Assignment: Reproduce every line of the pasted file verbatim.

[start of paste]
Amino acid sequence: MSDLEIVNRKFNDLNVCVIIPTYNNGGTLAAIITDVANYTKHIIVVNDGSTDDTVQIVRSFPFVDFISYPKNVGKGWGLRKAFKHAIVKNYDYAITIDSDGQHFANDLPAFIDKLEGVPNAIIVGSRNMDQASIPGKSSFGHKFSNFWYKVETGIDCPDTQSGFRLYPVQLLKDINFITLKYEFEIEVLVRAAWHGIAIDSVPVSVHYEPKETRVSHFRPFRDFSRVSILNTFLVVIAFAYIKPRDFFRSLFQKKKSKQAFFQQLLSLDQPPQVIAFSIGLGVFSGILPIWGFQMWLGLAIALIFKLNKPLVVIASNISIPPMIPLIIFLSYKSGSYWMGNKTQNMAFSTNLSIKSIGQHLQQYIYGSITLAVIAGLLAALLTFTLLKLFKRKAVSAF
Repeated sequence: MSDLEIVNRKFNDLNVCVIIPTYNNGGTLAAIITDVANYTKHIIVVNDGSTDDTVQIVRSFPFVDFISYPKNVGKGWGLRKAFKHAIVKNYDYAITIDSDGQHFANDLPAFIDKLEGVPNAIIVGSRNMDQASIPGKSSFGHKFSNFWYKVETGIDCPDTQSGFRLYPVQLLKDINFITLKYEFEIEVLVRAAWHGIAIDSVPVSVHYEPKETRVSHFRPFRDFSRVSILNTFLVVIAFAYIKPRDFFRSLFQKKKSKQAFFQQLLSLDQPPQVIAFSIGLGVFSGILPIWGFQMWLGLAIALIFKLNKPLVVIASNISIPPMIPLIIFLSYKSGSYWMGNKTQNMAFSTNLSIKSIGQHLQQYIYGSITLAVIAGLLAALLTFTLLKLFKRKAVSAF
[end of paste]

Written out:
Amino acid sequence: MSDLEIVNRKFNDLNVCVIIPTYNNGGTLAAIITDVANYTKHIIVVNDGSTDDTVQIVRSFPFVDFISYPKNVGKGWGLRKAFKHAIVKNYDYAITIDSDGQHFANDLPAFIDKLEGVPNAIIVGSRNMDQASIPGKSSFGHKFSNFWYKVETGIDCPDTQSGFRLYPVQLLKDINFITLKYEFEIEVLVRAAWHGIAIDSVPVSVHYEPKETRVSHFRPFRDFSRVSILNTFLVVIAFAYIKPRDFFRSLFQKKKSKQAFFQQLLSLDQPPQVIAFSIGLGVFSGILPIWGFQMWLGLAIALIFKLNKPLVVIASNISIPPMIPLIIFLSYKSGSYWMGNKTQNMAFSTNLSIKSIGQHLQQYIYGSITLAVIAGLLAALLTFTLLKLFKRKAVSAF
Repeated sequence: MSDLEIVNRKFNDLNVCVIIPTYNNGGTLAAIITDVANYTKHIIVVNDGSTDDTVQIVRSFPFVDFISYPKNVGKGWGLRKAFKHAIVKNYDYAITIDSDGQHFANDLPAFIDKLEGVPNAIIVGSRNMDQASIPGKSSFGHKFSNFWYKVETGIDCPDTQSGFRLYPVQLLKDINFITLKYEFEIEVLVRAAWHGIAIDSVPVSVHYEPKETRVSHFRPFRDFSRVSILNTFLVVIAFAYIKPRDFFRSLFQKKKSKQAFFQQLLSLDQPPQVIAFSIGLGVFSGILPIWGFQMWLGLAIALIFKLNKPLVVIASNISIPPMIPLIIFLSYKSGSYWMGNKTQNMAFSTNLSIKSIGQHLQQYIYGSITLAVIAGLLAALLTFTLLKLFKRKAVSAF